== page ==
BRAMC 5-in-1 Air Quality Monitor, formaldehyde & VOCs meter, particle counter for larger particulates (2.5 microns, 10 microns), and carbon dioxide, around $300.
A colleague who has pricey formaldehyde testing apparatus compared formaldehyde levels with the BRAMC and found the BRAMC reasonably accurate. If purchasing this monitor, I’d recommend purchase of the 3-year protection plan as well, because, while the colleague has had a good experience, mine stopped working in under a year. The unit is sold, new, on eBay, but not on Amazon and not through Grainger. (Grainger is the preferred source for equipment, with their customer service and one-year warranty.)
Read the instructions. My unit may have been damaged by placing the sensor at bottle openings of some common fragrance-free laundry detergents. The readings for formaldehyde zoomed upwards and these exposures may have proved too much for the meter. I don’t know if formaldehyde is present in these products or not, but the readings for products such as 7th Generation didn’t rise. That might be a clue.
I tried unsuccessfully to get a response from the manufacturer (in Asia) about whether other chemicals might also be measured under the “formaldehyde” selection but got no response. Next, an email was sent to one of the fragrance-free laundry manufacturers to see if formaldehyde was present in their product. Again, no response. On-line, I read that formaldehyde helps prevent shrinkage during clothes washing, so it could well be present in some of these detergents.
You could still use the meter to check cleaning and laundry products, but hold it a few inches away from the bottle opening and gingerly move it closer. As we would do in chemistry lab, use your hand to waft some of the air from the bottle opening toward the meter. As soon as the levels start to rise, pull it away. It can take a little while for levels to start to rise.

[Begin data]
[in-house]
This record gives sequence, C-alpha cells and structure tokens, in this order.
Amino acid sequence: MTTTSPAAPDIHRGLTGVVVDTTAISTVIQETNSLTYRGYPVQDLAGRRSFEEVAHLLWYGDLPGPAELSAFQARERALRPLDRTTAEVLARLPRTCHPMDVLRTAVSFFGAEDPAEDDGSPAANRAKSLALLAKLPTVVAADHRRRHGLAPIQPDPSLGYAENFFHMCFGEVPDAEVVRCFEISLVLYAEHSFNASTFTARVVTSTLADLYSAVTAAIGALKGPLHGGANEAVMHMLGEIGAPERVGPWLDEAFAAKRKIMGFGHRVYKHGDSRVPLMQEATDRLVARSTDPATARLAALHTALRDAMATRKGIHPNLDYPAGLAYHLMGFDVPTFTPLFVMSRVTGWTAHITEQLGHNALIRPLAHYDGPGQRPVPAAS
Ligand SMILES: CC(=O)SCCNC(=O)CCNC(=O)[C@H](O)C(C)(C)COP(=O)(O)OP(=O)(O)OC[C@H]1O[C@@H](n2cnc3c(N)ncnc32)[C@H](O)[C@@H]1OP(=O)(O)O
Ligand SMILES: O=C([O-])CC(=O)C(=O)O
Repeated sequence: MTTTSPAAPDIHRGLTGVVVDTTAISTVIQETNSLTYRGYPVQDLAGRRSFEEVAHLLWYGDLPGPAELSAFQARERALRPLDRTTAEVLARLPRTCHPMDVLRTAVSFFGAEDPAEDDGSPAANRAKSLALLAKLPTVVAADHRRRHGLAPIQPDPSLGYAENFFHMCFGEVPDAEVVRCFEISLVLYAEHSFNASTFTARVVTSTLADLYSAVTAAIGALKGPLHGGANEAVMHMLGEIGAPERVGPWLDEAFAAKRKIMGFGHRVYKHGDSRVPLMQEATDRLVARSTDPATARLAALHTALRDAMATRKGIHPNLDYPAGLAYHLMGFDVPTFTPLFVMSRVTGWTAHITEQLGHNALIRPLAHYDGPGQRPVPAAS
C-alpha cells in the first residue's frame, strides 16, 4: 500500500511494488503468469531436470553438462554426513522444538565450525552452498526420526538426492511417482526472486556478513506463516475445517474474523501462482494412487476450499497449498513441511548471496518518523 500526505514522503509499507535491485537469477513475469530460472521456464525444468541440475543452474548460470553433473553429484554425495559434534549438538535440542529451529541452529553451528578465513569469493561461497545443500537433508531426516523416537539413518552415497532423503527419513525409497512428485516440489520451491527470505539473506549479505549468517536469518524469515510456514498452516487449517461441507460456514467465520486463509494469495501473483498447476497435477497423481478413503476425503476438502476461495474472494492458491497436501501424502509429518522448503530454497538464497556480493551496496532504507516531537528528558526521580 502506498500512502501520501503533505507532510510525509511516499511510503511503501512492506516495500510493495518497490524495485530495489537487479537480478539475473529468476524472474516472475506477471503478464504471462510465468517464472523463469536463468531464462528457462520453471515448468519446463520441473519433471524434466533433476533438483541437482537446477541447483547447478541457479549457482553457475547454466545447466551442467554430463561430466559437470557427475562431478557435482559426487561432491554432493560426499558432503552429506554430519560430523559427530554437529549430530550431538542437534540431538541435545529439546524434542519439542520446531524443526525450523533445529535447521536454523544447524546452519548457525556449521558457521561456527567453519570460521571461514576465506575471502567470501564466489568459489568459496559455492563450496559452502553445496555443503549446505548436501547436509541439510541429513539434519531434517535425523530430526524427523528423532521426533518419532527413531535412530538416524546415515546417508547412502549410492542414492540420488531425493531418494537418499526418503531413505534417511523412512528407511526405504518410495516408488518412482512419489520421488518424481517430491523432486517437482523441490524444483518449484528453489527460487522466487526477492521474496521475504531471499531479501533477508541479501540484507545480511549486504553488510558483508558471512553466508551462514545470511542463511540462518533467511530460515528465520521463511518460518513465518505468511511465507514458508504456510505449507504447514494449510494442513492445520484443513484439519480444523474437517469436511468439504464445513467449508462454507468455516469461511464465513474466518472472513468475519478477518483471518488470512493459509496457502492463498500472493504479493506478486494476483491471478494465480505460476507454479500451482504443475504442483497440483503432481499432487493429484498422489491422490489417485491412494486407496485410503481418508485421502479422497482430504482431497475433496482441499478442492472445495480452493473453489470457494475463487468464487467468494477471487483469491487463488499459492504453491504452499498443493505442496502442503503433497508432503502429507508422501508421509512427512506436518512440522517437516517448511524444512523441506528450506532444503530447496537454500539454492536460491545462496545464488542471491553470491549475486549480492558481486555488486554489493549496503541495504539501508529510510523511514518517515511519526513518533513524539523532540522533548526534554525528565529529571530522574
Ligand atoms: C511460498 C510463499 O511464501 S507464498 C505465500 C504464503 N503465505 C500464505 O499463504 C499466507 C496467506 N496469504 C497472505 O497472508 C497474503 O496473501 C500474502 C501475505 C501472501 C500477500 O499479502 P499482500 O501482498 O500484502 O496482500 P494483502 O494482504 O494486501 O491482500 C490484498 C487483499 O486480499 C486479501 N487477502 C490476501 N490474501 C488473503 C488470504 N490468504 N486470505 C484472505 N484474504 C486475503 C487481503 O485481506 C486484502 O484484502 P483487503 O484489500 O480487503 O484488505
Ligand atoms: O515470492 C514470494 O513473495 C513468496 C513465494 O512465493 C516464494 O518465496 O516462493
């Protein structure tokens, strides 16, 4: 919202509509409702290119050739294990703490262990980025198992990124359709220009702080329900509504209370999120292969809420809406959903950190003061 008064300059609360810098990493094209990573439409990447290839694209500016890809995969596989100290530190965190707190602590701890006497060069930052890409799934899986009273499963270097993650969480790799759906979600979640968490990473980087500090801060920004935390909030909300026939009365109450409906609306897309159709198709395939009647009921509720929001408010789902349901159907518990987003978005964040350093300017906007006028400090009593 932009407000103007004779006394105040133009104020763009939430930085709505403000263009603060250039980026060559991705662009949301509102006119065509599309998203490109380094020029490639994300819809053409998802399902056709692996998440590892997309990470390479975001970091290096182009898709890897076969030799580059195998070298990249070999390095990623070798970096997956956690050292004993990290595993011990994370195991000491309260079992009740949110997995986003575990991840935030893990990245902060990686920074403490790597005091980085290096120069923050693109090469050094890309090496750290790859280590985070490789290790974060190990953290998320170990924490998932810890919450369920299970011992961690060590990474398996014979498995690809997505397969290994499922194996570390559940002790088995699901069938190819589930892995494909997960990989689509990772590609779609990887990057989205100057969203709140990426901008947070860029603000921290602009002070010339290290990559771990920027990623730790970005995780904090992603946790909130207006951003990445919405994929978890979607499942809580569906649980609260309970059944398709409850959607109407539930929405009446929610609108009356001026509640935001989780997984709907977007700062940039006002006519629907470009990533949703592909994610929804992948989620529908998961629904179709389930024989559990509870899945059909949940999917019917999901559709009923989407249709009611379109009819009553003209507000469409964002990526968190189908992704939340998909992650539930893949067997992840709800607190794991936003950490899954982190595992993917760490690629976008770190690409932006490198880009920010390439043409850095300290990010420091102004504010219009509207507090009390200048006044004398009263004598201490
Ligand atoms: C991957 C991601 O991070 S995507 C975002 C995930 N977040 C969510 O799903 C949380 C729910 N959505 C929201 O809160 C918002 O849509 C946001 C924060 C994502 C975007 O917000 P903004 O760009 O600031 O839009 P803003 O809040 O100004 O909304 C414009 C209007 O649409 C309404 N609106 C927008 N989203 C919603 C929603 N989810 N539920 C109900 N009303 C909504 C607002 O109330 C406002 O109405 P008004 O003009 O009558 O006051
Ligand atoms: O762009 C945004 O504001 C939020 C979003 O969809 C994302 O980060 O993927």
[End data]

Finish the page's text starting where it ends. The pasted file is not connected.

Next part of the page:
Another surprising finding was when a client exhaled onto the meter sensor, and formaldehyde registered. Do our bodies give off formaldehyde? Apparently there is a low level, but the reading could be registering other compounds as well. An interesting air quality study was described at www.onlinelibrary.wiley.com where air quality was tracked in a movie theater, and all sorts of chemicals were tracked to human exhalation, both compounds produced by the body or from outside sources.
I’ll be referring to this and other meters for individual pollutants in the Common Indoor Air Pollutants section.
A sensitive client had a storefront in which she was reacting. She was able to trace the source of the reactions to cleaning products used in the neighboring storefront. However, her neighbors didn’t think the cleaning products were the source and were uncooperative in accommodating her needs. It took running the Fike VOC scan and then demonstrating to the neighbors that her storefront was positive for the same chemicals that were in the cleaning products. At that point, the neighbors agreed to change the cleaning products.